Today on the blog, we’re taking a closer look at the man behind Nimbus, STORM and all the big ideas we bring you – our founder, MD and chief biscuit supplier, Tim Dunton.
Some people just know what they want to do. Right from the get-go. And the day in 1992 when Tim’s dad brought home an old Mac Classic was the day Tim knew. He had to be in tech. He was 12 years old, the internet as we know it barely existed and he was bored at school. But now he had a plan.
He pestered his dad to get him a modem and started experimenting with online communication. Two years later he was ready to go public, starting a bulletin board service (BBS) at school. The precursor to the internet, it was small-scale technology with a big community angle and he charged the other kids for setting up email addresses. He also registered his first domain name for £100.
Dialling things up
By 1995, BBS had pretty much been wiped out by dial-up. It’s hard to imagine the slow beep-whirrs of dial-up wiping anything out now, but back then it was pretty groundbreaking. Tim, now 15, set up his first business, Global Gold, from his parents’ study. He also snagged his first non-school-based client, building a website for the University of Hertfordshire Business School.
He was starting to get some attention. The local paper wrote an article on his career so far and the following year The Times featured him in their online supplement. Both generated some powerful new leads (some are still with us today!) and gave Tim’s business a real kick start.
He experimented with some apps, including an Apple fan site called Always Apple, and started a popular banner network called UK Banners, helping SMEs advertise their websites, long before SEO or PPC. It was a busy time, especially for someone still taking their GCSEs.
One to watch
In 1997, Tim sold a domain to a subsidiary of Microsoft, picking up £5,000 and earning himself a mention in The Times Young Person Rich Kids as one to watch. Soon after, using funds from this and his Global Gold business, he set up 2b.co.uk as a rival to US sites Excite and Infoseek. It made money through affiliate and banner advertising, and enabled Tim to keep on inventing.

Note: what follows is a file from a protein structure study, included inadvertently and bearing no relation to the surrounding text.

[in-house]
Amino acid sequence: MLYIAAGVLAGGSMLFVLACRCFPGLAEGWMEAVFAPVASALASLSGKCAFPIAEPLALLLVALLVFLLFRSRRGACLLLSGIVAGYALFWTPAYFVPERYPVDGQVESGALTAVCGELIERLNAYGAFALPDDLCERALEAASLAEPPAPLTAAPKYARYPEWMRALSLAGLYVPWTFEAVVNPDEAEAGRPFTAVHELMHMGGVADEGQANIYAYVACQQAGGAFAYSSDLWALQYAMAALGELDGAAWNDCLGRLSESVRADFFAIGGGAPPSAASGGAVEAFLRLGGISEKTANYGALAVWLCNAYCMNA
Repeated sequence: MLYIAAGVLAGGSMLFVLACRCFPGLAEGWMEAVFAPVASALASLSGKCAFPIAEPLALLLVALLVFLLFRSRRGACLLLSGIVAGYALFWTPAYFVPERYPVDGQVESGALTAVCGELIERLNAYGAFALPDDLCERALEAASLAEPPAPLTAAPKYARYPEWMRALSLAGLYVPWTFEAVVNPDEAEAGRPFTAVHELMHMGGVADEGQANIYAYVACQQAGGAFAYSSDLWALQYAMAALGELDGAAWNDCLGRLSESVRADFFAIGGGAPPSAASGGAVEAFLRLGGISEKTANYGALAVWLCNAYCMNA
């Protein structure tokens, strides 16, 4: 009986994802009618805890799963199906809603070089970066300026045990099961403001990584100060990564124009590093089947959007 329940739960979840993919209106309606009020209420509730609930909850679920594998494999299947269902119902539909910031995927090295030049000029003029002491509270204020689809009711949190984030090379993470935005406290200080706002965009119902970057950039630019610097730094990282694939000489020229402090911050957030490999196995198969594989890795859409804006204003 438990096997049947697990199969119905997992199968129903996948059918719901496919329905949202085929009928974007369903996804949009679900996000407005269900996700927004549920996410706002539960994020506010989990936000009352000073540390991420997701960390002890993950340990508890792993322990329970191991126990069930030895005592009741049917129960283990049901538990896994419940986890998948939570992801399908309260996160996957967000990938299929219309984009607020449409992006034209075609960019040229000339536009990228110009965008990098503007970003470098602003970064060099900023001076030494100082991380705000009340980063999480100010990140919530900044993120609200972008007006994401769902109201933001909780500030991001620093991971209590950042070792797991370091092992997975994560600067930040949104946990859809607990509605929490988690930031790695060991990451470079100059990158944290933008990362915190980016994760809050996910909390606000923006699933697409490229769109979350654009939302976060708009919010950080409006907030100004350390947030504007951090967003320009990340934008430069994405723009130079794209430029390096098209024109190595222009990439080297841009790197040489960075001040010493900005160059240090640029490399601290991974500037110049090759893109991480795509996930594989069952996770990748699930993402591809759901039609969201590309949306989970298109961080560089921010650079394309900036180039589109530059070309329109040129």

Which is exactly what he did. In 1999, he launched one of the first low-cost hosting and domain registration businesses, Global Gold Network Ltd (GGN). With the media hyping the idea of buying up domain names, GGN was instantly busy and – within its first year – hit a monthly turnover of £150k. Tim thought it was time he moved out of his parents’ study.
But the timing wasn’t great. Just months after GGN moved into its first proper office, the dot-com bubble burst. Massively and spectacularly. It was time to regroup and refocus the business, moving more towards hosting, corporate clients and the premium end of the market.
Finding a niche with Nimbus
Over the next 12 years, the business recovered and grew steadily, earning a strong reputation for hosting and customer service. But in 2011, Tim knew it was time to move on. He left GGN as a director, stayed on as a shareholder and started something brand new. Nimbus.
And his big ideas kept coming. While we started out very much as a service-base business, Tim knew our creative customers needed more. So instead of just offering other people’s hosting software, we decided to create our own. It was a huge challenge, but in 2017, STORM was born. It’s been making life easier for agencies and freelancers ever since.
Today, Tim’s still very much the heart of our business. He gives the press expert insights on today’s tech, but he’s not a drift-in, drift-out kind of boss – he’s right here bouncing ideas around with the rest of us. So if you ever want to pick his brains about hosting, don’t be shy. He’s got a whole lot to say on the subject.
If you’d like to find out more about what we do here at Nimbus, head on over to our history of hosting page.